Tony Blair may be summoned to parliament over IRA deal
Committee wants to quiz former prime minister over ‘comfort letters’
Tony Blair may be summoned before parliament to face questioning about a secret deal he made with Sinn Fein to assure IRA suspects “on the run” that they were not wanted by the police, says the Sunday Telegraph.
Almost 200 IRA terrorism suspects were told, in so-called “comfort letters”, that they were not wanted by police. Blair’s role in the controversial agreement is under the microscope.
MPs on a select committee are to consider issuing a formal parliamentary order compelling him to attend a hearing to give evidence, after the former prime minister was accused of dodging their attempts to question him.
Blair has cited a busy diary that includes his duties as a Middle East peace envoy as well as plentiful business commitments. Being forced to appear by summons would be highly embarrassing for the former prime minister. But one MP investigating the deal says Blair must attend, as he is in “the thick of it”.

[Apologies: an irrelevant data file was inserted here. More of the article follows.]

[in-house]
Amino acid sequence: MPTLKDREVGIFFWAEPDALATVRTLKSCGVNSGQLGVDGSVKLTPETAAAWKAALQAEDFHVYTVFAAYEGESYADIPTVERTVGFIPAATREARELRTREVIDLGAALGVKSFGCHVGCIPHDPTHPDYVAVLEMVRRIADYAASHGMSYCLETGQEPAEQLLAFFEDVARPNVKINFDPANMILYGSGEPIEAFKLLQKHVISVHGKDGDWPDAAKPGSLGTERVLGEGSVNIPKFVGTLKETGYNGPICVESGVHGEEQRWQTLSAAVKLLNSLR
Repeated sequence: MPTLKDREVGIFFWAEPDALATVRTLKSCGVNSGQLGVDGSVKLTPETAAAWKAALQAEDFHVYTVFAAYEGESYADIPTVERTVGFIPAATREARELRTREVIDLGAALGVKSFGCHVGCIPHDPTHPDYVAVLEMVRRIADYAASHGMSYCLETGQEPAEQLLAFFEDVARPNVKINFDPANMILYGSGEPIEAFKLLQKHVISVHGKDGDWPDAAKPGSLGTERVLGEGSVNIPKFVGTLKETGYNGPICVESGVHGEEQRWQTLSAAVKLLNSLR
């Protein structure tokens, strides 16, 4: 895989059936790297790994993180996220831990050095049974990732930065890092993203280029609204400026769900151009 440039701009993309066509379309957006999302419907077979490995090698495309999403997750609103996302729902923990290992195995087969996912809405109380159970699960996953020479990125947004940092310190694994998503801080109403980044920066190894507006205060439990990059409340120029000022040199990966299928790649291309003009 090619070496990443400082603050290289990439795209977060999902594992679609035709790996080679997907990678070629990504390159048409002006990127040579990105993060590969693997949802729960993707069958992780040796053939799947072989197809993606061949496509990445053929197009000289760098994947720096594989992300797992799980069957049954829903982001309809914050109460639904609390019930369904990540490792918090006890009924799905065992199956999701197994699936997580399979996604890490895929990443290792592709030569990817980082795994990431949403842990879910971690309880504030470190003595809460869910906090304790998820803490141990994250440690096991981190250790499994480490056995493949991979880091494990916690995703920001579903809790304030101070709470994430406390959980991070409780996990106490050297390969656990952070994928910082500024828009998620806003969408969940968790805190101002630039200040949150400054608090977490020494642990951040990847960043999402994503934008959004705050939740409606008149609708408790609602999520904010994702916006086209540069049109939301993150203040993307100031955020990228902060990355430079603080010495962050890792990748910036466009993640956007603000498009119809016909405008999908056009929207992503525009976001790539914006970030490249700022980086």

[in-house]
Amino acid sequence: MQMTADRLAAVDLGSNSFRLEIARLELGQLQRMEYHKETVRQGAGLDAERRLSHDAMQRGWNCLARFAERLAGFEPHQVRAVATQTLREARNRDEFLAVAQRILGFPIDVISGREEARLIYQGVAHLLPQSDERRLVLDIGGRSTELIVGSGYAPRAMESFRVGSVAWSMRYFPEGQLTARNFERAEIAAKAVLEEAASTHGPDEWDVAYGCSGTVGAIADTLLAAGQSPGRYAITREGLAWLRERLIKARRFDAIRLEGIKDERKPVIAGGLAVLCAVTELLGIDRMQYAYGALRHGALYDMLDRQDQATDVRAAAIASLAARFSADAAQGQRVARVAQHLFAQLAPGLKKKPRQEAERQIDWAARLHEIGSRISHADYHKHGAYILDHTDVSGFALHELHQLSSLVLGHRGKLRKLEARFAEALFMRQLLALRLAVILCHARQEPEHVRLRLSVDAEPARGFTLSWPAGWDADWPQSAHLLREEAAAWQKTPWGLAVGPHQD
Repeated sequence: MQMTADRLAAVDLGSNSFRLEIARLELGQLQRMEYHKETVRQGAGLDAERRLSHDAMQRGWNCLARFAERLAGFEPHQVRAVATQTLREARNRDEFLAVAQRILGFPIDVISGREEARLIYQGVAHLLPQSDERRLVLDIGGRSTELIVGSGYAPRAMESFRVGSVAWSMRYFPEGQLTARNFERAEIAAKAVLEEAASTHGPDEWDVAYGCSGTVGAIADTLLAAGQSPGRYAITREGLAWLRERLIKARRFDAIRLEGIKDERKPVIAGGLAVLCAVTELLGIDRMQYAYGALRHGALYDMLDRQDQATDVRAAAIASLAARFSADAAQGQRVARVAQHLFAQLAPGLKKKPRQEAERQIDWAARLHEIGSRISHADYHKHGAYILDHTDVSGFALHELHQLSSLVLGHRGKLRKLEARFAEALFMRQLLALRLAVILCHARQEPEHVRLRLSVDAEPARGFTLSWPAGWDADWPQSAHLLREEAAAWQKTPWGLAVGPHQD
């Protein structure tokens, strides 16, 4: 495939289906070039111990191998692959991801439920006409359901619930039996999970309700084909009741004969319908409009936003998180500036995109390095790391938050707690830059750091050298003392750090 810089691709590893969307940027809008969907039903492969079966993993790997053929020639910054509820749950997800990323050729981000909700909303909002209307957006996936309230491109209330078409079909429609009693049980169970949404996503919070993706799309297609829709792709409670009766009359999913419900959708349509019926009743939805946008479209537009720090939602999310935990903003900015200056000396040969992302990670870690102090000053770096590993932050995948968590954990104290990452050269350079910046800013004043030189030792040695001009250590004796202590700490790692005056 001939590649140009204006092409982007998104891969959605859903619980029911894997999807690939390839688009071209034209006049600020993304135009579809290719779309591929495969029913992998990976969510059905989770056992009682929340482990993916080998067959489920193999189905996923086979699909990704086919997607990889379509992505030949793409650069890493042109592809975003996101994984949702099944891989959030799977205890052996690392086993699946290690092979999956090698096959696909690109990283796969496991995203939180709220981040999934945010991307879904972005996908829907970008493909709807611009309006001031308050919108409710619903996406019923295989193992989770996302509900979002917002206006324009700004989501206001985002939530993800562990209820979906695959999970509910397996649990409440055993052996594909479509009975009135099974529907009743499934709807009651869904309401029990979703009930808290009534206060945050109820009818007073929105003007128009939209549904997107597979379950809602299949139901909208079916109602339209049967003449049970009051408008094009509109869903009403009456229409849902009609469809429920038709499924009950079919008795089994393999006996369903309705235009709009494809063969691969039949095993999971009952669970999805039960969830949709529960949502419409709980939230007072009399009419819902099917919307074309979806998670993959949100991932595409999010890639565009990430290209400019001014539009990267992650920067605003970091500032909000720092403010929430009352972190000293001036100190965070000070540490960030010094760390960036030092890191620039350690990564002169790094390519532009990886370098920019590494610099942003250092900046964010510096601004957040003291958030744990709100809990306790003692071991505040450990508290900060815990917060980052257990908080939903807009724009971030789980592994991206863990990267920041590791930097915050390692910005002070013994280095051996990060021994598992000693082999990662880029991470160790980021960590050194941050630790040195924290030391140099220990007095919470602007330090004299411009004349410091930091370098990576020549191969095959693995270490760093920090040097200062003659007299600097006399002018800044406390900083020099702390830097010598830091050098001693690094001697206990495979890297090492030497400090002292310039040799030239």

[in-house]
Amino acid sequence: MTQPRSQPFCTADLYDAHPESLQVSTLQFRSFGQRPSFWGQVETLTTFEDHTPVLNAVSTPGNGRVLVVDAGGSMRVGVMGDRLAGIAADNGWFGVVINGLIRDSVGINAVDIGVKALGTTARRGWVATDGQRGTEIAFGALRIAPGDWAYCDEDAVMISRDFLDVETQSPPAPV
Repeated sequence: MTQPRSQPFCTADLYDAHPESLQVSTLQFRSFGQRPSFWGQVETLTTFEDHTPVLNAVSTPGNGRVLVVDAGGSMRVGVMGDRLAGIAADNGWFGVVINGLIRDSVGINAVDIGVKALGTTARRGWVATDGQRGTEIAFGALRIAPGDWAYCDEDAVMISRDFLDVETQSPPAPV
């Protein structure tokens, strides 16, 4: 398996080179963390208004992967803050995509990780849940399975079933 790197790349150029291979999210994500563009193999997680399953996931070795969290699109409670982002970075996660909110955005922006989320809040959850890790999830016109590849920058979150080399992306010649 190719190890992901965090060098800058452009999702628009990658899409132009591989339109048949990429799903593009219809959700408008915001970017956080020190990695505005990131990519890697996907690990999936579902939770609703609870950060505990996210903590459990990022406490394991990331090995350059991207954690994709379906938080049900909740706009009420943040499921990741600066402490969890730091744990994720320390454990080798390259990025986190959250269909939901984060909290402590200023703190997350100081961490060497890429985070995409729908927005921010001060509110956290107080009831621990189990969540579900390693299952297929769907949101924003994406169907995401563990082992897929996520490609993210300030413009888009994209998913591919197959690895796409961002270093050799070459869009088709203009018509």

A report to be published this coming week is expected to spotlight discussions between Blair and Gerry Adams, the Sinn Fein leader, on how to deal with “on-the-run” suspects.
And documents seen by the Sunday Telegraph show Blair gave Adams personal assurance in 1999 that the issue would be “sorted”, that there was great effort in Whitehall to keep the scheme secret, and that Blair’s government overruled objections from prosecutors in Northern Ireland.
Laurence Robertson, the Tory MP and chairman of the Northern Ireland Affairs select committee, said MPs will “compel” the former Labour leader to attend if he does not “find a date in his diary” soon.
He added: “We are going to have to press him. There is going to be bad publicity … if he doesn’t come because people will draw their own conclusion.”